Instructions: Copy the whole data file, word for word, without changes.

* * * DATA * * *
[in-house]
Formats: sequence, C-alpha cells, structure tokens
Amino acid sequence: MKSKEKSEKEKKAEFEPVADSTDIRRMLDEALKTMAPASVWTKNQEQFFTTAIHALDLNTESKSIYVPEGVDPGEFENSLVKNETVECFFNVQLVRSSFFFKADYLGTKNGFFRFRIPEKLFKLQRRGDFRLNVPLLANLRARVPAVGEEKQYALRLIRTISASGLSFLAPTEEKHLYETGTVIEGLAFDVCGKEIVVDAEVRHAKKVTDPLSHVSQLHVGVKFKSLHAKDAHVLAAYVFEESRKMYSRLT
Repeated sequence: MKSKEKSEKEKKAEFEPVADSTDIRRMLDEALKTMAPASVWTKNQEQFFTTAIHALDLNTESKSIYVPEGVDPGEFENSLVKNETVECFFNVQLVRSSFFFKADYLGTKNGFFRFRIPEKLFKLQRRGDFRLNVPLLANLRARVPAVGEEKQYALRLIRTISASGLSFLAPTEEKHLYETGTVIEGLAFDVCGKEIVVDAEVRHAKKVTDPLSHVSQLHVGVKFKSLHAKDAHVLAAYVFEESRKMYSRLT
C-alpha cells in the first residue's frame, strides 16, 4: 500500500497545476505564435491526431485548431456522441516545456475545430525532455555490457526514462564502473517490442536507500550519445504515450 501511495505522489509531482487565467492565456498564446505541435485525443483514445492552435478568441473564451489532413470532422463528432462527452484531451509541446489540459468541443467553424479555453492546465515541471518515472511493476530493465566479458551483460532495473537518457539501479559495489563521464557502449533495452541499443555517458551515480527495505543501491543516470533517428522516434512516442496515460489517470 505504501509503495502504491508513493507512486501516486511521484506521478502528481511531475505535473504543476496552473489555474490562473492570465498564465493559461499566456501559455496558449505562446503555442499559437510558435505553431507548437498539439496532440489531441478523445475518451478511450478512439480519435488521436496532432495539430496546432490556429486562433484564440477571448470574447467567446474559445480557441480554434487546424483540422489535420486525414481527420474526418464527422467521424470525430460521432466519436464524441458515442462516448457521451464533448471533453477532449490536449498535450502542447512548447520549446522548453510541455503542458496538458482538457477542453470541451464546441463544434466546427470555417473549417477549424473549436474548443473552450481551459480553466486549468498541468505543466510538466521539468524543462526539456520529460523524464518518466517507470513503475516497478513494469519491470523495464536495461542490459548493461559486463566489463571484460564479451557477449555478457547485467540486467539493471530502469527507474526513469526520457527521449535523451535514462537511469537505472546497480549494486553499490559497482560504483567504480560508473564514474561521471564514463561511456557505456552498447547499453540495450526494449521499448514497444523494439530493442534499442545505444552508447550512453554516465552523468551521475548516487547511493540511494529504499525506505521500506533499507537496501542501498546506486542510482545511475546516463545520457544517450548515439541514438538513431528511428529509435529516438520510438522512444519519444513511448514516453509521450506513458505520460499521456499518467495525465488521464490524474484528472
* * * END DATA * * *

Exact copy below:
[in-house]
Formats: sequence, C-alpha cells, structure tokens
Amino acid sequence: MKSKEKSEKEKKAEFEPVADSTDIRRMLDEALKTMAPASVWTKNQEQFFTTAIHALDLNTESKSIYVPEGVDPGEFENSLVKNETVECFFNVQLVRSSFFFKADYLGTKNGFFRFRIPEKLFKLQRRGDFRLNVPLLANLRARVPAVGEEKQYALRLIRTISASGLSFLAPTEEKHLYETGTVIEGLAFDVCGKEIVVDAEVRHAKKVTDPLSHVSQLHVGVKFKSLHAKDAHVLAAYVFEESRKMYSRLT
Repeated sequence: MKSKEKSEKEKKAEFEPVADSTDIRRMLDEALKTMAPASVWTKNQEQFFTTAIHALDLNTESKSIYVPEGVDPGEFENSLVKNETVECFFNVQLVRSSFFFKADYLGTKNGFFRFRIPEKLFKLQRRGDFRLNVPLLANLRARVPAVGEEKQYALRLIRTISASGLSFLAPTEEKHLYETGTVIEGLAFDVCGKEIVVDAEVRHAKKVTDPLSHVSQLHVGVKFKSLHAKDAHVLAAYVFEESRKMYSRLT
C-alpha cells in the first residue's frame, strides 16, 4: 500500500497545476505564435491526431485548431456522441516545456475545430525532455555490457526514462564502473517490442536507500550519445504515450 501511495505522489509531482487565467492565456498564446505541435485525443483514445492552435478568441473564451489532413470532422463528432462527452484531451509541446489540459468541443467553424479555453492546465515541471518515472511493476530493465566479458551483460532495473537518457539501479559495489563521464557502449533495452541499443555517458551515480527495505543501491543516470533517428522516434512516442496515460489517470 505504501509503495502504491508513493507512486501516486511521484506521478502528481511531475505535473504543476496552473489555474490562473492570465498564465493559461499566456501559455496558449505562446503555442499559437510558435505553431507548437498539439496532440489531441478523445475518451478511450478512439480519435488521436496532432495539430496546432490556429486562433484564440477571448470574447467567446474559445480557441480554434487546424483540422489535420486525414481527420474526418464527422467521424470525430460521432466519436464524441458515442462516448457521451464533448471533453477532449490536449498535450502542447512548447520549446522548453510541455503542458496538458482538457477542453470541451464546441463544434466546427470555417473549417477549424473549436474548443473552450481551459480553466486549468498541468505543466510538466521539468524543462526539456520529460523524464518518466517507470513503475516497478513494469519491470523495464536495461542490459548493461559486463566489463571484460564479451557477449555478457547485467540486467539493471530502469527507474526513469526520457527521449535523451535514462537511469537505472546497480549494486553499490559497482560504483567504480560508473564514474561521471564514463561511456557505456552498447547499453540495450526494449521499448514497444523494439530493442534499442545505444552508447550512453554516465552523468551521475548516487547511493540511494529504499525506505521500506533499507537496501542501498546506486542510482545511475546516463545520457544517450548515439541514438538513431528511428529509435529516438520510438522512444519519444513511448514516453509521450506513458505520460499521456499518467495525465488521464490524474484528472